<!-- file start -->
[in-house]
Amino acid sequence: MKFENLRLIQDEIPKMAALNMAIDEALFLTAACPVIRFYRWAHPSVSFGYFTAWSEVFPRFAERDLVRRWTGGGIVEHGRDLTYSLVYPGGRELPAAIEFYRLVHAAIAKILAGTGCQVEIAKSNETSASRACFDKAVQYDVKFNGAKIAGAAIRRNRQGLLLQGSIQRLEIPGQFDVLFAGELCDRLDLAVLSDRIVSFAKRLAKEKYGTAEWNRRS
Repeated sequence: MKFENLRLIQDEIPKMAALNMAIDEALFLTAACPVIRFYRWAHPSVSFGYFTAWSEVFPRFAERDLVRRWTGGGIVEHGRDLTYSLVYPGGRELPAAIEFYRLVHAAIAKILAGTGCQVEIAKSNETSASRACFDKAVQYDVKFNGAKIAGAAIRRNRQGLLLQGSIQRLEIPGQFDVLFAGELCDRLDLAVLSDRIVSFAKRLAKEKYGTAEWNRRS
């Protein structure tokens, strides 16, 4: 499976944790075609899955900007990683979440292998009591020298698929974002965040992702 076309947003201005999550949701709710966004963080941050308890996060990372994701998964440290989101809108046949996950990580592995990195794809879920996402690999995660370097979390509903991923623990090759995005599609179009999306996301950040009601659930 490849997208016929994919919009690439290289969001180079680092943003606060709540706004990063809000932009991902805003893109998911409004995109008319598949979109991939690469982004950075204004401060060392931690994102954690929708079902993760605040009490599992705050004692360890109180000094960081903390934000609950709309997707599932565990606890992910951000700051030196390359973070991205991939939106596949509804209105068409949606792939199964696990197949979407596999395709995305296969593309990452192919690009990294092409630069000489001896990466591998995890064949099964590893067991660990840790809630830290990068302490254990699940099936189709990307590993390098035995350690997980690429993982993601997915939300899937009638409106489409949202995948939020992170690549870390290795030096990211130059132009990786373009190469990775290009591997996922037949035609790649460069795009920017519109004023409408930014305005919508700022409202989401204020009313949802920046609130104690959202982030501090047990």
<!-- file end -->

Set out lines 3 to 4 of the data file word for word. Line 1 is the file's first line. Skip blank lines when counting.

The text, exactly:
Repeated sequence: MKFENLRLIQDEIPKMAALNMAIDEALFLTAACPVIRFYRWAHPSVSFGYFTAWSEVFPRFAERDLVRRWTGGGIVEHGRDLTYSLVYPGGRELPAAIEFYRLVHAAIAKILAGTGCQVEIAKSNETSASRACFDKAVQYDVKFNGAKIAGAAIRRNRQGLLLQGSIQRLEIPGQFDVLFAGELCDRLDLAVLSDRIVSFAKRLAKEKYGTAEWNRRS
């Protein structure tokens, strides 16, 4: 499976944790075609899955900007990683979440292998009591020298698929974002965040992702 076309947003201005999550949701709710966004963080941050308890996060990372994701998964440290989101809108046949996950990580592995990195794809879920996402690999995660370097979390509903991923623990090759995005599609179009999306996301950040009601659930 490849997208016929994919919009690439290289969001180079680092943003606060709540706004990063809000932009991902805003893109998911409004995109008319598949979109991939690469982004950075204004401060060392931690994102954690929708079902993760605040009490599992705050004692360890109180000094960081903390934000609950709309997707599932565990606890992910951000700051030196390359973070991205991939939106596949509804209105068409949606792939199964696990197949979407596999395709995305296969593309990452192919690009990294092409630069000489001896990466591998995890064949099964590893067991660990840790809630830290990068302490254990699940099936189709990307590993390098035995350690997980690429993982993601997915939300899937009638409106489409949202995948939020992170690549870390290795030096990211130059132009990786373009190469990775290009591997996922037949035609790649460069795009920017519109004023409408930014305005919508700022409202989401204020009313949802920046609130104690959202982030501090047990």